Warrenville Post 08-26-1998 (Mold in School)

Warrenville Post 08-26-1998 (Mold in School)

Former Johnson School family files law suit

By Gail A. Pirics
Correspondent

On Monday, one day prior to the opening of the school year in Wheaton-Warrenville Community Unit School District 200, a surprise class-action lawsuit was filed against the district by the Andrejevic family, whose two children formerly attended Johnson Elementary School in Warrenville. Asking $86.3 million in damages on behalf of the families of the nearly 700 students enrolled last year, the Andrejevics are naming Johnson a “sick building” responsible for numerous documented health issues.

The school’s safety, at the height of public concern last fall, was brought to the media’s attention by members of the Indoor Air Quality team and Johnson staff and parents. Episodes of asthma, bronchitis, eczema, fatigue and headaches were documented and presented to the school board at a September 1997 meeting.

Shortly after the confrontation with the district, the Andrejevic’s then second-grader, Helen, was admitted to Hinsdale Hospital for respiratory arrest. She was placed on oxygen for some 27 hours. Her mother, Janna Cosby Andrejevic, said Helen was allergic to mold and could no longer attend the school. The Andrejevics have since relocated to the San Diego, Calif., area.

Alarmed by the considerable complaints and severity of the nature of the illnesses, the school board acted to remedy the situation, including hiring environmental consultants Boelter and Yates to oversee the clean up. Over the next several months, corrective steps were taken to return Johnson to an environmentally sound facility. As recently as last week, board members noted the clean up task is nearly complete, with a few exterior projects currently in the works.

“It came as a surprise to us,” said Denie Young, the district’s director of communications, of the suit. “We didn’t get a courtesy copy of the lawsuit; we found out from the press.” Young said the Andrejevic’s attorney, Thomas Zimmerman, has contacted other Johnson families regarding the suit, but no one has joined in the legal action thus far.

Young said the suit did not seek a preliminary injunction to close the school. “They have not filed any motion for a preliminary injunction, so the school won’t close,” she said. “The timing of this is a concern to us, though, in that it really impacts the children and parents on their first day of school.”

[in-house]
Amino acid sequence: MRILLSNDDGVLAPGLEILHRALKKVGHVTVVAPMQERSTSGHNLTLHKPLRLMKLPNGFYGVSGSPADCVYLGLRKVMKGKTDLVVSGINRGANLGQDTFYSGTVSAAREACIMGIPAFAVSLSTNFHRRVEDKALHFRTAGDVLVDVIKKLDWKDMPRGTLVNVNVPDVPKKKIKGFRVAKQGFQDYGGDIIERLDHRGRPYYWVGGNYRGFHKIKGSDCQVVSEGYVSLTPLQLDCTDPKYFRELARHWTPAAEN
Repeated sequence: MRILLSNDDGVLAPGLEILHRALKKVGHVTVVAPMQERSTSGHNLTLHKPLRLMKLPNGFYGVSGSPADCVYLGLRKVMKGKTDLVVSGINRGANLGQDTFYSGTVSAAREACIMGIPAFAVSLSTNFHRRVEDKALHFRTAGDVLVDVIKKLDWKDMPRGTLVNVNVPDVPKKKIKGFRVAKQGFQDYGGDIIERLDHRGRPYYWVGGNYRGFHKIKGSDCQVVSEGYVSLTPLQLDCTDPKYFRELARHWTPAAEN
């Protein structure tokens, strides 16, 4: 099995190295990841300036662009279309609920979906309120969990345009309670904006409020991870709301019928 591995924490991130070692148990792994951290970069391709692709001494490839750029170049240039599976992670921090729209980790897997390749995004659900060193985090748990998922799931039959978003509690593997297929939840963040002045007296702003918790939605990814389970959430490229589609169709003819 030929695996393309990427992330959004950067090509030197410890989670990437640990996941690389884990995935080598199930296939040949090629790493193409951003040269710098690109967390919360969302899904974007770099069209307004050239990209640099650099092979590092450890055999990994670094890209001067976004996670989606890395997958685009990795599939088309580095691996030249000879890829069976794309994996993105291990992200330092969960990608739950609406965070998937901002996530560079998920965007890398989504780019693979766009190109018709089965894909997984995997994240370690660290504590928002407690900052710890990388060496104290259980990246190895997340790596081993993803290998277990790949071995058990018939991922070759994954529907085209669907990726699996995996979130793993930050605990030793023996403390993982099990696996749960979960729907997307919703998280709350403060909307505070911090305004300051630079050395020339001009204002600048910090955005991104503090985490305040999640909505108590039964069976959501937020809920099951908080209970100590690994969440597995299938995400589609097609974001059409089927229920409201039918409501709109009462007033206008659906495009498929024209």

Zimmerman was out of state and could not be reached for comment.

Young said the administration was also surprised at the timing of the suit since action has been taken for the past year to address the health concerns.

“The board took an aggressive stand once concerns were brought to [its] attention last fall and has spent over $600,000 on recommendations by parents, Indoor Air Quality (IAQ) members and the school’s staff [to make corrections],” she said. “We’ve done so many improvements, and there is no indication of any problems. They are finishing up site work and everything seems to be in good order.”

Similarly, the same people who insisted last year that the school district’s administration take accountability for the school’s conditions are surprised by the suit’s timing.

“I was shocked,” Karey Ross, a member of the school’s PTA and IAQ team, said of the news. “I’m actually annoyed. The administration and board have gone above and beyond making sure the building is healthy for everybody, and this is so unnecessary. If [the administration] weren’t taking any action, I could see [the suit]. But they have really and truly corrected everything identified by the indoor air quality experts.”

Linda Cherrington, a core member of the Illinois Indoor Environmental Coalition and founding member of the Environmental Concerns Committee (formerly the IAQ) agreed with Ross. “This lawsuit comes as a big surprise considering all that has been done to correct the school’s problems,” she said. “Not only did we have a district-wide IAQ team, we formed a Johnson IAQ team and all requests made [for correction] came from our committee. It is my understanding that when you are solving an IAQ problem, you have to correct the source of the problem. It’s been my understanding that all the sources of the moisture have been taken care of within the building envelope, the site and the HVAC. I’m very happy with the efforts the administration and the board have made to remedy the situation.”

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